Mary Beth Bishop’s Meditation

Mary Beth Bishop’s Remarks at Gregg’s Memorial Service on March 12, 2016

She read:

Monday, Feb. 8 at 10:35 pm:

Hello Mary Beth,

Hope all is well with you.  Sadly Gregg died peacefully at home Sunday morning  He just slipped away while the nursing assistant was putting lotion on him after bathing.  Very peaceful.

His courage and humility was an inspiration to me in these last weeks. We had some wonderful conversations and I am very grateful.

I’ll see you at ERUUF on Sunday,



Monday, Feb. 8 at 10:48 pm:

Dear Friend,

I realized time was short.  What a wonderful awful journey you had together. I would love to stop by briefly tomorrow if you like.  Or another day.

Loving thoughts,


Monday, Feb. 8 at 11:56 pm:

Dear C,

I’ve been thinking about Gregg for this last hour.  About his work. It seems he was capturing a vital insight.  Not sure how to say it yet.  It was all an exploration of light.  In darkness.  Now I feel he has slipped into pure light.

Your friend,


As a visual artist Gregg recorded his experiences with illness.

There are three large mixed media works.

One you see on the living room wall above the sofa in the home he and Carmela shared.

It takes courage to look.

Covering the wall in tones of black and grey is a scene of fire and flood:

The discernible structure of a house collapsing into a dark wild landscape

Here is what cancer was doing to his body and his life.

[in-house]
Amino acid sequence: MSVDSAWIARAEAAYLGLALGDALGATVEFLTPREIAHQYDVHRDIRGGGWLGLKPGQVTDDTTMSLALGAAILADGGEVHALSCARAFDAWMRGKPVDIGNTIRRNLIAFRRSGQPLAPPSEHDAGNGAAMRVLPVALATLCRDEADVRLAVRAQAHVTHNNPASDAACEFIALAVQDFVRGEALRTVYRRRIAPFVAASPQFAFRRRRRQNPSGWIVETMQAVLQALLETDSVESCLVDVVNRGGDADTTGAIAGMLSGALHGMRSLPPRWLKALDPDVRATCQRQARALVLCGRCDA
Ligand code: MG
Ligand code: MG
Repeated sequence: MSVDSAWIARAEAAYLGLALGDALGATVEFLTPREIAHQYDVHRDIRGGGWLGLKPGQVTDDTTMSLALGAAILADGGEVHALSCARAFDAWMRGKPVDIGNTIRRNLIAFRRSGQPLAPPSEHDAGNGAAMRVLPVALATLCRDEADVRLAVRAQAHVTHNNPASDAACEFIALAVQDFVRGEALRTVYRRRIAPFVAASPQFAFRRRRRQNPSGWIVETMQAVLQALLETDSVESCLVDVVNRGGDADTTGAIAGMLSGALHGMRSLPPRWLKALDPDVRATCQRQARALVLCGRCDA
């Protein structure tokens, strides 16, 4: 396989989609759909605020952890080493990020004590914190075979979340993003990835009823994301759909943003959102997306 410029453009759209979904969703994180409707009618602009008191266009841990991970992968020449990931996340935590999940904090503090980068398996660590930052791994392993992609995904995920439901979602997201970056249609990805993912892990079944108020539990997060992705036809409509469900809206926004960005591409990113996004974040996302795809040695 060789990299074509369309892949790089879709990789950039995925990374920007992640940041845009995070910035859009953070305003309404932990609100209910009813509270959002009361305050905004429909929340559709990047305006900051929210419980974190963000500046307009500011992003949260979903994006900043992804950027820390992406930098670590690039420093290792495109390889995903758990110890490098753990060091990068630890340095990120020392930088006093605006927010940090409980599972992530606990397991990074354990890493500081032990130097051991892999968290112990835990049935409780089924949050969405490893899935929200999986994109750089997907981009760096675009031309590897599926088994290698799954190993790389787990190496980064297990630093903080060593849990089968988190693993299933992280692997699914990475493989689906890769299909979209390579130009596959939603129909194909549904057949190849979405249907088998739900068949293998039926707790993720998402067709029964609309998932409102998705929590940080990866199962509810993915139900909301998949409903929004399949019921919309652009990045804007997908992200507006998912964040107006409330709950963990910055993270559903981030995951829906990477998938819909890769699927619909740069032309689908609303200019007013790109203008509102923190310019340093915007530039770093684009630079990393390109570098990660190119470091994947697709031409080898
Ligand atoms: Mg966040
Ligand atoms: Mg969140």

There is a witness.

An owl perched to the right links the vision of disaster to the eye of the viewer.

Gregg painted the owl into this scene representing witness:

Part watch keeper, part interpreter

A creature who can see into the darkness with unflinching eye.

There is a brick foundation wall at the foot of the back steps that connect house to studio.

Gregg painted an over large porthole through which you see a sun drenched sea.

The glare off the water makes me feel my pocket for sun glasses and

I am sure that if you step closer you too will smell the salt air..

March 12, 2016 (continued)

There is a photo of Gregg as a child.  Cowboy hat, shirt, chaps, boots, holsters, pistols, with a smile for the photographer (mom) that lights his eyes and covers his face.

This is the chubby cheeked brave little buckaroo who became the brilliant, organized, introspective, edgy, loving genius we knew.

The Gregg many of you knew before the cancer diagnosis.

Gregg brought all these qualities to his years of life with cancer.

He never stopped living forward but  focused his artist’s eye and photographer’s skill to record the dark places

and then

the lights that shine into dark places.

We are all familiar with his studies of moon and starlight.

Sometimes he captured light, night after night, creating a sky so bright it illuminates the dark land below.

Gregg Kemp opening

Carrack Gallery

April 10, 2018

Carmela asked me to say a few things about Gregg Kemp as a teacher and to share my reflection on the journey with cancer inspired by the body of work on the walls here tonight.

My indelible memory of Gregg was being his student at my first Pinhole Day celebration.  The last weekend in April, 2008. He taught some classes at the Durham Arts Council some years past, and I had heard good things.  I’d left photography as an avocation for clay.  Still, I was always interested in “alternative processes”.  I was happy to spend a weekend dabbling with this one.


With Gregg, a student did not dabble.  Sitting down at the table from the first moment it was clear this was science, a challenge, a dance with form and function, light and magic.